First off, apologies. I’ve been absent for two weeks adjusting to a new schedule that features a lot of hockey broadcasts and a fair amount of travel. Now settled in on a nice long home-stand, it’s time to get back to football. I should mention that I have indeed still been making picks for each game and that my record now sits at 83-51, good for a winning percentage of .619.
Onto tonight’s game.
It’s not that I don’t believe the Browns can win; really I think they have a chance. It’s more about what they lost in recent weeks than what their win-loss record says. Now I know that at the end of the day the latter is all that matters, but the former just can’t be ignored.
Lost in their resounding win over the nemesis Pittsburgh Steelers was the loss of Alex Mack. Now the Browns organization and their fans didn’t fail to recognize what Mack brought to the table. All the California-product has done is start every snap at center from week one in his 2009 rookie season through midway of week six of this current campaign. That’s 86 straight starts. It’s the reason why the Browns were quick to match the Jaguars’ five-year $42 million offer made to Mack in place of Cleveland’s transition tag this past offseason. Beyond that, Mack is great at what he does. Take for instance the Brown’s rushing attack; in the five games in which Mack started, the Browns rushed for 732 yards, or 146.4 yards per game, a mark that would currently rank 3rd in the NFL. In the three games since Mack’s injury, the Browns have rushed for just 158 yards or a pitiful 52.7 yards per game, something that would translate to dead last in the league if it represented a season average.
Why does it matter? The Browns are 2-1 without Mack! Well that 2-1 record comes against Jacksonville, Oakland and Tampa. The loss came at the hands of the previously and since win-less Jaguars and it wasn’t close. Moving forward, the Browns need to supply better balance in their offense if they want to beat teams like the Bengals, Texans, Bills, Colts and Ravens. Now Josh Gordon will return in week 12 against Atlanta, following the conclusion of his 10-game suspension, so there are much-needed reinforcements on the way, but even still, Brian Hoyer is not the type of quarterback who win games while throwing the ball north of 40 times. He’s been solid for sure, but Brady/Manning/Rodgers he is not.
This all figures in nicely for the Bengals. What do they struggle at most? Stopping the run. Who has already returned to give their offense a much-needed shot in the arm? AJ Green, the team’s best player. Where are the Browns most-suspect defensively? Stopping the run. Sure Cincy will be without Gio Bernard another week, but did you see what Jeremy Hill did to the Jaguars last week? 24 carries, 154 yards, and a pair of scores. Keep in mind the Jaguars rank seven spots higher than an injury-depleted Browns run defense, giving up a little less than 17-less yards per game. The Bengals facing a poor run defense coupled with weapons on the edges like A.J. Green and Mohamed Sanu, and you’ve got an equation for a long night for the Cleveland defense.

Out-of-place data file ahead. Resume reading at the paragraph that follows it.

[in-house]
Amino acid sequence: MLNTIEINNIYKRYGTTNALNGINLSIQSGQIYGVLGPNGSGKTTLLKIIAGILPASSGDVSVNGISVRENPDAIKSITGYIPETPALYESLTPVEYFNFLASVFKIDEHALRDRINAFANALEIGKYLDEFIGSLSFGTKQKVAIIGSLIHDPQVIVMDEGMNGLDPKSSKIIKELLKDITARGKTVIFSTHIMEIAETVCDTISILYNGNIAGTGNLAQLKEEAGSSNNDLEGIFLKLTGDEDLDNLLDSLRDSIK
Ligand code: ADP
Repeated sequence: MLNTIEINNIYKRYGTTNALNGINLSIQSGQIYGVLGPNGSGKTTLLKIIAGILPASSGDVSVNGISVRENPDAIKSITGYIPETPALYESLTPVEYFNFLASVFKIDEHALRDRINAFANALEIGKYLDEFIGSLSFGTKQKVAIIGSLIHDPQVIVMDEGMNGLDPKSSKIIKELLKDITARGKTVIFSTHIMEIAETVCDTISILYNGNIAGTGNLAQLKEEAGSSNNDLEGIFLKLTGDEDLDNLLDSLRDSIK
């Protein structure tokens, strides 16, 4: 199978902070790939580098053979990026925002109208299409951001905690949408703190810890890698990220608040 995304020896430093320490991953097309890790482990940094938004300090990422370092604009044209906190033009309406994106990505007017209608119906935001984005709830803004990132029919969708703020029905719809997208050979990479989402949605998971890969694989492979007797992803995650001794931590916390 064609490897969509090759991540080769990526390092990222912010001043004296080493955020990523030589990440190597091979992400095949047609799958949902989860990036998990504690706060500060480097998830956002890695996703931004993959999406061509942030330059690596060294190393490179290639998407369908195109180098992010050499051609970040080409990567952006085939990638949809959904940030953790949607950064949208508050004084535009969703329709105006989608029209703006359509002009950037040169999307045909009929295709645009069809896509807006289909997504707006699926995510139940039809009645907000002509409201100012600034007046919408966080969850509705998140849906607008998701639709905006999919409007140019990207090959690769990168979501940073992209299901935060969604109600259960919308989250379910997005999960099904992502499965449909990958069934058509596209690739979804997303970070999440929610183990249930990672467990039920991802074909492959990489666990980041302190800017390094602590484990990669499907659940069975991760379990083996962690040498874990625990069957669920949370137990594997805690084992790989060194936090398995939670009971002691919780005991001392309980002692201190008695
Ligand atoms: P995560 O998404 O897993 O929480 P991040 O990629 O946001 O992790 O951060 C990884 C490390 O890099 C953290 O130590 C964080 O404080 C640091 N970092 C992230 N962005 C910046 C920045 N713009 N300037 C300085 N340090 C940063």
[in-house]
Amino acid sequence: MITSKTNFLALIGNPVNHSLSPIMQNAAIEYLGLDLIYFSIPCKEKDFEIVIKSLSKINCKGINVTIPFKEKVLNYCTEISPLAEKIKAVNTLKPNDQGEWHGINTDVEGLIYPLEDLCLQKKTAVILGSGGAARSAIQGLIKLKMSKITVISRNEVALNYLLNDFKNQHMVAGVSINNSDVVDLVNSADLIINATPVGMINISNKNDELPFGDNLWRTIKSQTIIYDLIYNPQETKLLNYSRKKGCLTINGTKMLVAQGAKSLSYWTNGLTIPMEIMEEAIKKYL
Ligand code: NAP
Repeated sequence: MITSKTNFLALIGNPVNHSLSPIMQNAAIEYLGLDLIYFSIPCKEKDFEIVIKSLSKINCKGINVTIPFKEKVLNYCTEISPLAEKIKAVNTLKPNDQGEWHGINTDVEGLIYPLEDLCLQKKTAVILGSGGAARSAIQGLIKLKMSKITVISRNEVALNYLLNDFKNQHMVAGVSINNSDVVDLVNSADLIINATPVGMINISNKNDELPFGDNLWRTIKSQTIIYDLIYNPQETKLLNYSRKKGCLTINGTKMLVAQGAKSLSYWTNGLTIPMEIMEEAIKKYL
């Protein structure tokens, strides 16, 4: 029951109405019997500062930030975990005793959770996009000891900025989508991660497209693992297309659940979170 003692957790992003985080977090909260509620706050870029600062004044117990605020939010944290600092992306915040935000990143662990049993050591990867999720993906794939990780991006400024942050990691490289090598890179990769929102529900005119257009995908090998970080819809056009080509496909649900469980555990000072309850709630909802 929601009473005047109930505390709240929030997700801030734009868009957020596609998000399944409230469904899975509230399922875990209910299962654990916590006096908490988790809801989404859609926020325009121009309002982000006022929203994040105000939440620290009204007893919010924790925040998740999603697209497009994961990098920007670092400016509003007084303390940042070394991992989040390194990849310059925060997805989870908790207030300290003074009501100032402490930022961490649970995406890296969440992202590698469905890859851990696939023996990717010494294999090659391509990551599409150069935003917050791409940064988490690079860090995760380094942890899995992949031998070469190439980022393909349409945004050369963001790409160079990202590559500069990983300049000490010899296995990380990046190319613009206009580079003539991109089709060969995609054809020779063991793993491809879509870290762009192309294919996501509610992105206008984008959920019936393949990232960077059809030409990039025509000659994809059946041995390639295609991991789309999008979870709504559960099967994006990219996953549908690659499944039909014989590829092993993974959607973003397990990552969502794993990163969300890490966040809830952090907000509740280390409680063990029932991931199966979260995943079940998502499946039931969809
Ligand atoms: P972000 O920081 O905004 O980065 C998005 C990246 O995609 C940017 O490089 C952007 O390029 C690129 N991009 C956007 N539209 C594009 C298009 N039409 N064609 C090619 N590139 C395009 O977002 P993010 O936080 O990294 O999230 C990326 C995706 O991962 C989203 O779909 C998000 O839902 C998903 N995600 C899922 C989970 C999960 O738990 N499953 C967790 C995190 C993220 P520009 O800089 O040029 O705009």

One thing Cleveland can take solace in, especially given the current state of the rushing attack is that the Bengals are just .7 yards better per game than the Browns are at defending the run. If there’s a week to revitalize your ground game, this would be it. Keeping Andy Dalton and co on the sideline is what the Browns will have to do if they want to win this game, and a strong showing from the running backs is the surest method to produce desirable results.
Look for Cincinnati to make the Browns beat them through the air. Thanks to largely steady play from Brian Hoyer, the Browns are not a disaster in that department, but they will be without Jordan Cameron once again as he recovers from concussion. The Benals secondary and pass-rush have both been disappointing this season-injuries and losing Mike Zimmer to the Vikings may have something to do with that-but expect Cincinnati to try and compensate for their lack of playmaking with consistently bringing more than their standard four-man rushes. Hoyer has done well in the earlier stages of this season in such scenarios but much more so when a play-action set up by a viable running game allows him to roll out in moving pockets. If the Bengals take away the run, I have much less faith in the hometown Hoyer’s chances as a strictly dropback passer.
One last stat to note: Cleveland has lost 17 straight road games within the division dating back to 2008. To put that in perspective, over the course of six-plus seasons, there have been 11 different starting quarterbacks, five different head coaches, five different GM’s, and two different owners that have been unable to figure out how to win the most important games of the regular season. Already o-1 in that department this season, the Browns will have just two more chances to right the ship this year, something they’ll need to do if they want to contend for a playoff spot this season. I’d like to say their due, but I think trend has one or two more gasps left before the Browns have fully turned the corner.
Bengals 28 Browns 24